Commentary & Opinion
Spiral of Invisibility Hides the Continuing Peril of AIDS in Silicon Valley, Calif.
December 7, 2011
" ... One of the biggest reasons for [HIV's] success is our refusal to look at AIDS right here, right in the eye. We can't blame pleasure-seekers in Los Angeles or San Francisco for bringing it home. 'No, it's homegrown,' said Jim McPherson, the STD and HIV Prevention and Control Program manager for Santa Clara County. ... 'If we want to stop this, we have to stop this in our own neighborhoods.'
"The problem is the silence. 'We're not talking about it in our schools, we're not talking about it in church, we're not talking about it in social situations,' said Cynthia Carey-Grant, executive director of Women Organized to Respond to Life-Threatening Diseases [WORLD]. ...
"'I was denied testing twice before I tested positive,' said Naina Khanna, WORLD policy director. Her answers about sexual activity and drug use didn't fit the at-risk profile. Many of WORLD's clients are African Americans, Latinas and Asians, older mothers and grandmothers who were tested for HIV as much as a decade after being infected. 'You've had the same doctor for years, you're just not on their list of who should be talked to about HIV,' Carey-Grant explained. ...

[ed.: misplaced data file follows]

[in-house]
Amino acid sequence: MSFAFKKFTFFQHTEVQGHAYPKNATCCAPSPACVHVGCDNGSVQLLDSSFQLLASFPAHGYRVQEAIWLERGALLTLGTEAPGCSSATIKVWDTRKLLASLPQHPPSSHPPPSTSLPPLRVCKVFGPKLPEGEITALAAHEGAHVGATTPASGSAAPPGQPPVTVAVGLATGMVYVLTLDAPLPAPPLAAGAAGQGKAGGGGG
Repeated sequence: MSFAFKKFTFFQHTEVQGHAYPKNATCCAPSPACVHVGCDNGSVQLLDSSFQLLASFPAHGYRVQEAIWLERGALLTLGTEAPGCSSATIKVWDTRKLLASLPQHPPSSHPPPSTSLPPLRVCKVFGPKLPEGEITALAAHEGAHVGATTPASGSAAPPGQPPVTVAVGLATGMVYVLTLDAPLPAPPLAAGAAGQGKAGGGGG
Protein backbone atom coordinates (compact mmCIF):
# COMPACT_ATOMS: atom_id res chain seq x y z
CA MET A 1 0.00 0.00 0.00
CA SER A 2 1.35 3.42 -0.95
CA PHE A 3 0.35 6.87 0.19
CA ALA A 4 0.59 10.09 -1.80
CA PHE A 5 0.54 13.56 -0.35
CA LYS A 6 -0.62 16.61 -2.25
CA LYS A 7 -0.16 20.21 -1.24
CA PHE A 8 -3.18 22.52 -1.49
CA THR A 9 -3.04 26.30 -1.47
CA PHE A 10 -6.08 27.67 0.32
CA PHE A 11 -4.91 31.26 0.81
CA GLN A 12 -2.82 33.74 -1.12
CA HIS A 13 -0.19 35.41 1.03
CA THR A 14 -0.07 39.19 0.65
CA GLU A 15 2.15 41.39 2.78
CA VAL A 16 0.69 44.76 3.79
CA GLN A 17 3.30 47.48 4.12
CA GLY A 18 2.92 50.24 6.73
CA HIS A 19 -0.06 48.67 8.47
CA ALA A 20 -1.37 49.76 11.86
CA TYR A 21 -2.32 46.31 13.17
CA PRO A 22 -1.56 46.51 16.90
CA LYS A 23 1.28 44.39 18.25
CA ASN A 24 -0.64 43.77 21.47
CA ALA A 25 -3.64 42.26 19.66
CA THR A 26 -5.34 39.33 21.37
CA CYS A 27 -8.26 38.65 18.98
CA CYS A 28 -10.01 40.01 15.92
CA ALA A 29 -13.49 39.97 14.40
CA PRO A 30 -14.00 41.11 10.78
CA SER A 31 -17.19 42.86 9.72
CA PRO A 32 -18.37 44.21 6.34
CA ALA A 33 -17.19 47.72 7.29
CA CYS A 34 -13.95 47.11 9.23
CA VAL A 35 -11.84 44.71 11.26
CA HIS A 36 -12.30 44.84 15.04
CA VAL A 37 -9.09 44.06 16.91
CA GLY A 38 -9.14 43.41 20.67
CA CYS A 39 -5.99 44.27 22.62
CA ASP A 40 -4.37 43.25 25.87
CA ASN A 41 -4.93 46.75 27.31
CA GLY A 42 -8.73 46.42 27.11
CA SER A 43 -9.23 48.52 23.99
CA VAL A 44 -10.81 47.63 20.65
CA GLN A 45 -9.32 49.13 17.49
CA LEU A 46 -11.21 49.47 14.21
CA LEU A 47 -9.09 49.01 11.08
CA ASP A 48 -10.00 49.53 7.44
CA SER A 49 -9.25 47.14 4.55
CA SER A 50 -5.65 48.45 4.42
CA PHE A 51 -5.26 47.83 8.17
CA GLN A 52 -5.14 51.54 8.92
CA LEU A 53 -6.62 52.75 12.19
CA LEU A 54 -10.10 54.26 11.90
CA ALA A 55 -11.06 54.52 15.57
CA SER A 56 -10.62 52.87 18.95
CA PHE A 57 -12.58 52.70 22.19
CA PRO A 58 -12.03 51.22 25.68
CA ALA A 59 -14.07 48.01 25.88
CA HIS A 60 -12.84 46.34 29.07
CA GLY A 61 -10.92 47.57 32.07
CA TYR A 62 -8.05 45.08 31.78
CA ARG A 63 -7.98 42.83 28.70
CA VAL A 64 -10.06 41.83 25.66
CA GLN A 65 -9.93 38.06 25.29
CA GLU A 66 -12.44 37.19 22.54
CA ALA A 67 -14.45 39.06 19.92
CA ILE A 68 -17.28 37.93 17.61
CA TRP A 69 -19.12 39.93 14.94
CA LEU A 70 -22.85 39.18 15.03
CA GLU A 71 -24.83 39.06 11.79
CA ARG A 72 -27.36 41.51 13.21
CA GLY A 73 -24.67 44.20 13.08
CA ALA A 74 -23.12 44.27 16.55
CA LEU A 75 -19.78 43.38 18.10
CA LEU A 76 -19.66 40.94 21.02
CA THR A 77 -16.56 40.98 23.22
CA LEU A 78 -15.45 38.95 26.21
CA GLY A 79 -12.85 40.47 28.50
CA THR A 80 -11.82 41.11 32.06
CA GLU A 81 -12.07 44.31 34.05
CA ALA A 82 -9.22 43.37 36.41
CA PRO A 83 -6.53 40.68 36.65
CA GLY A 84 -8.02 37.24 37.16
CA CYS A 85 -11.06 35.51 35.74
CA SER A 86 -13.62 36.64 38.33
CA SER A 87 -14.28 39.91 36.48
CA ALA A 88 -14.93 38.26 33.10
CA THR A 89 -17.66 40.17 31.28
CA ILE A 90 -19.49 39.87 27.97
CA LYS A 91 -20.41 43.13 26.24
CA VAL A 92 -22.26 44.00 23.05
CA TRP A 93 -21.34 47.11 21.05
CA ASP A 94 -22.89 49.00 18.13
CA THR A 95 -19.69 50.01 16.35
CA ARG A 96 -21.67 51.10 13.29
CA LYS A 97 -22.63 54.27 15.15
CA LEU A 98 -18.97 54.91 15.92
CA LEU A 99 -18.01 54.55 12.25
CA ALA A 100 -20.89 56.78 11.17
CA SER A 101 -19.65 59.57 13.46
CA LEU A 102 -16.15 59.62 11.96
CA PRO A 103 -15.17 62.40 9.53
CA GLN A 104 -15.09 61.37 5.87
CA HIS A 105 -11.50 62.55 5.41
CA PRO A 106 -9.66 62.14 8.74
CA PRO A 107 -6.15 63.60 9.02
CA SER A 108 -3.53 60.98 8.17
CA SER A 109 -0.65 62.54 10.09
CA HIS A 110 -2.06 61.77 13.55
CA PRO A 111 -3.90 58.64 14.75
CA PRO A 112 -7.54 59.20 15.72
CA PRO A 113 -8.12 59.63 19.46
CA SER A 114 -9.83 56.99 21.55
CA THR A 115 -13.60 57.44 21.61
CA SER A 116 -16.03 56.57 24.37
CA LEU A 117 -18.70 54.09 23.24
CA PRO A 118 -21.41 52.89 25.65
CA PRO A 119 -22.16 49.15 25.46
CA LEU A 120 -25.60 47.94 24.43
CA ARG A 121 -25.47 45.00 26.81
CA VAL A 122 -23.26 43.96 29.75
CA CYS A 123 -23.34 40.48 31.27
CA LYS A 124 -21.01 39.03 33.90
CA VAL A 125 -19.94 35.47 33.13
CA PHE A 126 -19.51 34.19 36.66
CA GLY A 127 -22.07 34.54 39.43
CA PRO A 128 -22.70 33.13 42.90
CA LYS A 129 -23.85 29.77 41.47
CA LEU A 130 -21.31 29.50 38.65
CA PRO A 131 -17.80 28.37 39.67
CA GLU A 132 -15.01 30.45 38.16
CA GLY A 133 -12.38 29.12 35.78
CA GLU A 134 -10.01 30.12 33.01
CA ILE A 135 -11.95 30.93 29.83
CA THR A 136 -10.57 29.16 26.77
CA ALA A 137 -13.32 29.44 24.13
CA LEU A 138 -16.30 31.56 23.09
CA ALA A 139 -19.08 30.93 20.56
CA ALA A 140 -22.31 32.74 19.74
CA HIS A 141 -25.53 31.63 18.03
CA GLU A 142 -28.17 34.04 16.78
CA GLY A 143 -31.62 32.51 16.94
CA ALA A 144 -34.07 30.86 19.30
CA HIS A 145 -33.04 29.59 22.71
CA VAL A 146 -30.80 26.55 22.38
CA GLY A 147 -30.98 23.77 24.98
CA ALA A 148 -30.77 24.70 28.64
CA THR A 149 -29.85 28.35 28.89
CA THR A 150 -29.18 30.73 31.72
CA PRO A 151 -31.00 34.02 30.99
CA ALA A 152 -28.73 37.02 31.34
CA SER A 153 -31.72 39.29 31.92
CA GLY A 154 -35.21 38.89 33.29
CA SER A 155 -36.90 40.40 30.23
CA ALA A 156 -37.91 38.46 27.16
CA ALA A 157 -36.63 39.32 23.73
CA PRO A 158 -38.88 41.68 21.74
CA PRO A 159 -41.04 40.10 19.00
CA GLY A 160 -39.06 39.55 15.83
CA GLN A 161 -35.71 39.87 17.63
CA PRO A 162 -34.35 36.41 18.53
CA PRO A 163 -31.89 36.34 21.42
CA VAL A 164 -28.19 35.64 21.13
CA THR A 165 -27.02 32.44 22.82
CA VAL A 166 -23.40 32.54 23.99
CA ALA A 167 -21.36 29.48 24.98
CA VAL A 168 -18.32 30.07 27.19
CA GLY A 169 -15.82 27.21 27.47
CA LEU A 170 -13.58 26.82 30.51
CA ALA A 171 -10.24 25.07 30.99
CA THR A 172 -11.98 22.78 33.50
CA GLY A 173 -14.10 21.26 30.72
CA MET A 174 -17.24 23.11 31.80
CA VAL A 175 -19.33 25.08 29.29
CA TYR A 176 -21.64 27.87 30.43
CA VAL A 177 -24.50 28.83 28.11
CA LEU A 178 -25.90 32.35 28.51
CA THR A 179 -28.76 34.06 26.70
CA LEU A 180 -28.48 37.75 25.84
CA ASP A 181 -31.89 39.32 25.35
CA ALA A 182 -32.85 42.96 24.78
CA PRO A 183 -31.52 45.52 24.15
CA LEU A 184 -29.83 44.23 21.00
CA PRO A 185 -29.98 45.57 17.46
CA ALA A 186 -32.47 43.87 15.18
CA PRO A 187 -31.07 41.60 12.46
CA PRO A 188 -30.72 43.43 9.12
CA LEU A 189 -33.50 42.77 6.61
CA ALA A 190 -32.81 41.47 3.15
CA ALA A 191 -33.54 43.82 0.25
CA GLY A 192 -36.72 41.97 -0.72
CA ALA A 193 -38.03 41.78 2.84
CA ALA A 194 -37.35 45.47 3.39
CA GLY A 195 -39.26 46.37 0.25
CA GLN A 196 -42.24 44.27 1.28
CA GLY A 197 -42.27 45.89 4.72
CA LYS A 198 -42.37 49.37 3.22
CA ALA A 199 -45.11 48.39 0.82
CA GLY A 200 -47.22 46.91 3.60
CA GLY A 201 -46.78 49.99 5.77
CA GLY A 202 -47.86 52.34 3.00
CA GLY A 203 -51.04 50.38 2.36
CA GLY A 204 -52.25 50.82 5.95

"In Silicon Valley, AIDS claims two distinct populations, said Fred Ferrer, [CEO] of The Health Trust. There are those who have plenty of support, and those who are unseen. Many of the latter are homeless or addicted to drugs and have exhausted all their resources. Many are in our own families and communities, yet we choose not to see them. Some don't see themselves as at risk.
"Black, brown or white, this spiral of silence and invisibility hurts us all. We add to the isolation of those who are sick, perhaps prompting them to spurn their doctors and medications to avoid being found out. We make it harder to get tested, adding to the spread of infection. To fully address AIDS around the world, it's time we stop averting our eyes.
"Let's be real: Our communities have HIV. We've got to talk."
The author holds the Knight Ridder/San Jose Mercury News Endowed Chair for Journalism in the Public Interest at Santa Clara University.
San Jose Mercury News
11.30.2011; Sally Lehrman
This article was provided by U.S. Centers for Disease Control and Prevention. It is a part of the publication CDC HIV/Hepatitis/STD/TB Prevention News Update. Visit the CDC's website to find out more about their activities, publications and services.
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